While H.K.S. Thakur, counsel for the respondent argued that the alleged quantity of three bottles of illicit liquor stated to be recovered from the respondent is a concocted story, as no independent witness was associated by the police. And even the Investigating Officer in his statement has specifically stated that he did not find it appropriate to associate any independent witness.

The Court after considering the facts and circumstances and the arguments advanced found that “when independent witnesses were available on spot the Investigating Officer should have associated them. However, the Investigating Officer simply stated that he does not find it proper to associate independent witnesses. The non joining of the independent prosecution witnesses when they were available, makes the prosecution case doubtful with respect to recovery of three bottles of illicit liquor”. The Court further relied on K. Prakashan v. P.K. Surenderan, (2008) 1 SCC 258 and T. Subramanian v. State of T.N., (2006) 1 SCC 401. Further, it took into consideration the principles culled out in Chandrappa v. State of Karnataka, (2007) 4 SCC 415 that, “If two reasonable conclusions are possible on the basis of the evidence on record, the appellate court should not disturb the finding of acquittal recorded by the trial court” amongst other things.[State of Himachal Pradesh v. Joban Dass, 2019 SCC OnLine HP 646, decided on 21-05-2019]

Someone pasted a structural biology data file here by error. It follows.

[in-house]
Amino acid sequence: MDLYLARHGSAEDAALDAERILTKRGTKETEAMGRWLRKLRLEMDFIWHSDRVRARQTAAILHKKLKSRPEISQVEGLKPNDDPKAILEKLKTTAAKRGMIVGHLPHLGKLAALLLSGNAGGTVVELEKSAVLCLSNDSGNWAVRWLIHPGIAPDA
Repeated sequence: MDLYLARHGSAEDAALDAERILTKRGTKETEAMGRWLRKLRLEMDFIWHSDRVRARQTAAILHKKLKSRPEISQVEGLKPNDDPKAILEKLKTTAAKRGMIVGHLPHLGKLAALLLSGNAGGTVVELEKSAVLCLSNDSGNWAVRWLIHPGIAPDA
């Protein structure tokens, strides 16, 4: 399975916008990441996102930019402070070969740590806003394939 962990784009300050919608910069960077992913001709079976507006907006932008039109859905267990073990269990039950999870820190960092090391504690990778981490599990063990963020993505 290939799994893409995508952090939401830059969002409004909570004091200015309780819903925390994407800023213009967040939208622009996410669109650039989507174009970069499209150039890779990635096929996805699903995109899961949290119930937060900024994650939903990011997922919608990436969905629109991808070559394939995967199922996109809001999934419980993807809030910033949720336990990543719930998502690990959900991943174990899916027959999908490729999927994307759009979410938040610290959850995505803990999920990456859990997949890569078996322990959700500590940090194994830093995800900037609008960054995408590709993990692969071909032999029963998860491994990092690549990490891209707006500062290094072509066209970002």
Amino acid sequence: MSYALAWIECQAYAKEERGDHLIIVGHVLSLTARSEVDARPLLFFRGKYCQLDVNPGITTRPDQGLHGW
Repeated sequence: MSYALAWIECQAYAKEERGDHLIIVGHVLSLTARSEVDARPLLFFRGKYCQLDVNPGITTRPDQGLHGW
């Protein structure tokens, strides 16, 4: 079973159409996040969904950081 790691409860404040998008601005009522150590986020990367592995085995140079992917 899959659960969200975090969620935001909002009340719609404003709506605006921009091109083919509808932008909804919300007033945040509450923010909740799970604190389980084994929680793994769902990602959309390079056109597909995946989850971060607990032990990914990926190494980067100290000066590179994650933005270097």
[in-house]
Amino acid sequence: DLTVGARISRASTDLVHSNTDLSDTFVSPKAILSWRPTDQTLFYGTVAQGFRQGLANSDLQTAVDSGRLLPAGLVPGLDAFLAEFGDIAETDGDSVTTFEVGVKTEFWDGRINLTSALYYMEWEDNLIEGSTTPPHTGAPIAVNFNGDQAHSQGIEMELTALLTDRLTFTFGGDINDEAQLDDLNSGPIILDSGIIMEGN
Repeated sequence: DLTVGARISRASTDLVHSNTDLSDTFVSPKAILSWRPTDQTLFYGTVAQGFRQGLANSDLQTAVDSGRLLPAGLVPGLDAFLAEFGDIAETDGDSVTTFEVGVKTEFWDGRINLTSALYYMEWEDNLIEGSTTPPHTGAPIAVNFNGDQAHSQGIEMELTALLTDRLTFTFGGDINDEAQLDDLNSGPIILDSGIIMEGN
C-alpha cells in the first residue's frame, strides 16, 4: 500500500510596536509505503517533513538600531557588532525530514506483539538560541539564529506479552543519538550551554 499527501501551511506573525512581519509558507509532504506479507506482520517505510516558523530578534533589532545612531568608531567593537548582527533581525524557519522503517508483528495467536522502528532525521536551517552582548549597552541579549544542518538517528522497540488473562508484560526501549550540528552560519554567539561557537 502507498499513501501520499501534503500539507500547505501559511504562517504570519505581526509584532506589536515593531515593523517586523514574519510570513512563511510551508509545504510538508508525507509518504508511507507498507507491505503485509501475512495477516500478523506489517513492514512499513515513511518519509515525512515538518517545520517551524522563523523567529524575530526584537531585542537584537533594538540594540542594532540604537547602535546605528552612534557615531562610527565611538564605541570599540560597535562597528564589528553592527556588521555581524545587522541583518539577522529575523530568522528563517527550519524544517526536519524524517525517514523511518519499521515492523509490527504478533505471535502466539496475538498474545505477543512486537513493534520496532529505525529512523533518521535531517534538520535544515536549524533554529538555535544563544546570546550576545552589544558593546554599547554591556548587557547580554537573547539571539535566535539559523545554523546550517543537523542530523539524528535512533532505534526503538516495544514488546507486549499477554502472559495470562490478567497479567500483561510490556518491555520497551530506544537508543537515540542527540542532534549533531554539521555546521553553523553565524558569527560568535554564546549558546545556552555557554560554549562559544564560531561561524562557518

Case BriefsHigh Courts

Allahabad High Court: This petition was filed by petitioners before the Division Bench of Pankaj Kumar Jaiswal and Dr Yogendra Kumar Srivastava, JJ. praying for a direction to the respondent to decide the application of petitioner filed under Section 28-A of the Land Acquisition Act, 1894 and to re-determine compensation sought to be given to the petitioner.

Facts of the case were such that a notification was issued under Section 4(1) of the Act, 1894 where an award was passed by the Special Land Acquisition Officer, Ghaziabad in respect of certain land parcels. Petitioner did not challenge the aforementioned award under Section 18 of the Act but the same was challenged by other persons which gave rise to land acquisition references decided by District Judge thereby re-determining the compensation amount. It was against this judgment that the first appeal was filed which was decided with the re-determined compensation amount. Under the decision in the first appeal, the petitioner filed an application under Section 28-A of the Act to claim the benefit of the re-determined compensation. This application was rejected.